In my opinion, rebarreling to a different caliber isn't worth the trouble. 8mm Mauser is very similar ballistically to 30-06 and I doubt that anything you shoot with either one would know the difference. Also, 8mm surplus ammunition is very inexpensive while 30-06 surplus is becoming scarcer and more expensive all the time. Good quality JSP 8mm Mauser isn't significantly more expensive than comparable 30-06. In my mind, the only thing rebarreling would accomplish would be ruining the collector value of the rifle.
Also, there are only three 7.92 cartridges that I am aware of. The first is 7.92x57J Mauser which is the same thing as 8x57J Mauser. The next is 7.92x57JS Mauser which is the same as 8x57JS Mauser. The difference between the J and JS cartridges is the bullet diameter as the J uses a .318 bullet while the JS uses a .323 bullet. The J round is obsolete and hasn't been chambered in a military rifle since the 1890's though there were some commercial sporting rifles chambered in it made well into the 20th century. The third 7.92 cartridge is 7.92x33 Kurz which, as far as I know, was only ever chambered in the MP-44 assault rifle.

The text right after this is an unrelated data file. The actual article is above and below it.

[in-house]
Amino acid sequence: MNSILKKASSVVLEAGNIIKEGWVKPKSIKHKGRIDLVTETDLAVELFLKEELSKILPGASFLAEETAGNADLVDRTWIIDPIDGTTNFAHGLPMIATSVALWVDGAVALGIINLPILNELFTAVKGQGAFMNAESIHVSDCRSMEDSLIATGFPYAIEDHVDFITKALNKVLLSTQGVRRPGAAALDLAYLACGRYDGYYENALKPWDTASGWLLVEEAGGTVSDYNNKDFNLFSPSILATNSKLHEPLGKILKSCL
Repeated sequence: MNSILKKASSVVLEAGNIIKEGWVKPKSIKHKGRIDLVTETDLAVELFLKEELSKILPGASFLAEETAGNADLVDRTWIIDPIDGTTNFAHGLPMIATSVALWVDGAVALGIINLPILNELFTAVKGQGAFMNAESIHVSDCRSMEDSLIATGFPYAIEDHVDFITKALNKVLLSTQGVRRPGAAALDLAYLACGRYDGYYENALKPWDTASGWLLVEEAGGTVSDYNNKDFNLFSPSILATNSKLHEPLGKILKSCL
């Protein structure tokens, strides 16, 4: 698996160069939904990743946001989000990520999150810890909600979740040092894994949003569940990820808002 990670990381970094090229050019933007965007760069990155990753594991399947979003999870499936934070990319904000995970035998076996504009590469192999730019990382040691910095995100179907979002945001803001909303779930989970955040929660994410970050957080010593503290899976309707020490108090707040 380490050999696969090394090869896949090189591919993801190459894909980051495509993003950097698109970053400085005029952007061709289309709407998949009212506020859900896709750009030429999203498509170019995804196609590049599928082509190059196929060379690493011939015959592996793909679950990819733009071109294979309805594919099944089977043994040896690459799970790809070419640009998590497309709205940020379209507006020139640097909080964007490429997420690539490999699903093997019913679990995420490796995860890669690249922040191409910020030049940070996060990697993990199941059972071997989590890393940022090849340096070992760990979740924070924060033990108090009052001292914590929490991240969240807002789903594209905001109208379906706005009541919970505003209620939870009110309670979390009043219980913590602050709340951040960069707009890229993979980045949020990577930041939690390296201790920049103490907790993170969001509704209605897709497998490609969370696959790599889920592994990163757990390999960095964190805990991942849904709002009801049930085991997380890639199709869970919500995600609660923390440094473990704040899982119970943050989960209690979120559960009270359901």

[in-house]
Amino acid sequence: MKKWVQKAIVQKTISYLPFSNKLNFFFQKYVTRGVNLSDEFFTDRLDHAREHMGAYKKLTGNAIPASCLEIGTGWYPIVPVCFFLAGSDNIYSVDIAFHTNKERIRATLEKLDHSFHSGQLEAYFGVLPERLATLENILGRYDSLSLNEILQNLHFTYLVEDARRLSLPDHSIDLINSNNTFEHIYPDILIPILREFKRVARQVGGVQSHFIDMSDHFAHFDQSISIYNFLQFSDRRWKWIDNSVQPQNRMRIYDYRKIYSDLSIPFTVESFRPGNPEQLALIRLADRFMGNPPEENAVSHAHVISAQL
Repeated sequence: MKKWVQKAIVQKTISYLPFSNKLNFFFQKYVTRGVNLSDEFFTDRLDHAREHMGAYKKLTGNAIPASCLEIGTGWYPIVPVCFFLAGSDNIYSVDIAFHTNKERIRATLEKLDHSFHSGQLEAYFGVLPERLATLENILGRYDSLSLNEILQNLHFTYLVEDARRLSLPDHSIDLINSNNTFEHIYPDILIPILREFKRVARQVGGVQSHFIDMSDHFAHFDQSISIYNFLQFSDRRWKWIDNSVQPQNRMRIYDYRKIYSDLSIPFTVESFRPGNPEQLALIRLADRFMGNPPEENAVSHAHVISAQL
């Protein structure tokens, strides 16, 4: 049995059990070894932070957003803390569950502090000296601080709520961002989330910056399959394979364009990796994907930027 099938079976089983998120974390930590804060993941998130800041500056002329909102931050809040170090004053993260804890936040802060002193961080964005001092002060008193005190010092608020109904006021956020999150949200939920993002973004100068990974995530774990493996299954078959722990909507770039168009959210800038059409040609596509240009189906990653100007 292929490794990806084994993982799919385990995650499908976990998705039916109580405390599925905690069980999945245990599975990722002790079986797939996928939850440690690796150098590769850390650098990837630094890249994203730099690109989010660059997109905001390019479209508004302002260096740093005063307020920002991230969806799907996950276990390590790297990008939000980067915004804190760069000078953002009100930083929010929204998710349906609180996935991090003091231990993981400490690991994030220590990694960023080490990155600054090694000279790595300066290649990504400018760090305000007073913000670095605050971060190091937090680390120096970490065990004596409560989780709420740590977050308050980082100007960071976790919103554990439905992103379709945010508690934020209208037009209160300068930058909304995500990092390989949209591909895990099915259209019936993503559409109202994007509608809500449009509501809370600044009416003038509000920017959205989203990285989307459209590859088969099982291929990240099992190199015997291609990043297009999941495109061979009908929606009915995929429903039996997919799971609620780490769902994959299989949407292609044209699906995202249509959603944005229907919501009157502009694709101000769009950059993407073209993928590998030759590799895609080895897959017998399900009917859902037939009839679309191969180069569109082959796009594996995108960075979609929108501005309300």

To my knowledge, Egypt never used 7.92x57J nor 7.92x33 Kurz in any of their weapons. The two 7.92mm semi-automatic rifles used by Egypt were the FN-49 and the Hakim. Rather than moving to the 7.92x33 Kurz as an intermediate round, Egypt chose instead to go with the 7.62x39 in the SKS, Rashid, and AK-47.
I wouldn't be too irritated with the seller as I doubt he knew fully what he had. Even amongst the gun and shooting community, the FN-49 isn't a particularly well-known rifle. It would be an easy mistake as most of the FN-49's made were indeed chambered in 30-06. Other calibers include 7x57 Mauser (Venezuela) and 7.65x53 Mauser (Argentina). The Argentine navy also later converted many of their 7.65mm rifles to 7.62x51 NATO so as to use the same ammunition as the FAL rifles used by the Argentine army.
Also, the slide behind the bolt handle is a dust cover. The gas system adjustment is a rotating collar that requires removal of the top handguard to access.
Smith, and Wesson, and Me. -H. Callahan
Well waddaya know, one buwwet weft! -E. Fudd
All bad precedents begin as justifiable measures. -J. Caesar
Last edited by Webleymkv; April 5, 2010 at 02:19 PM.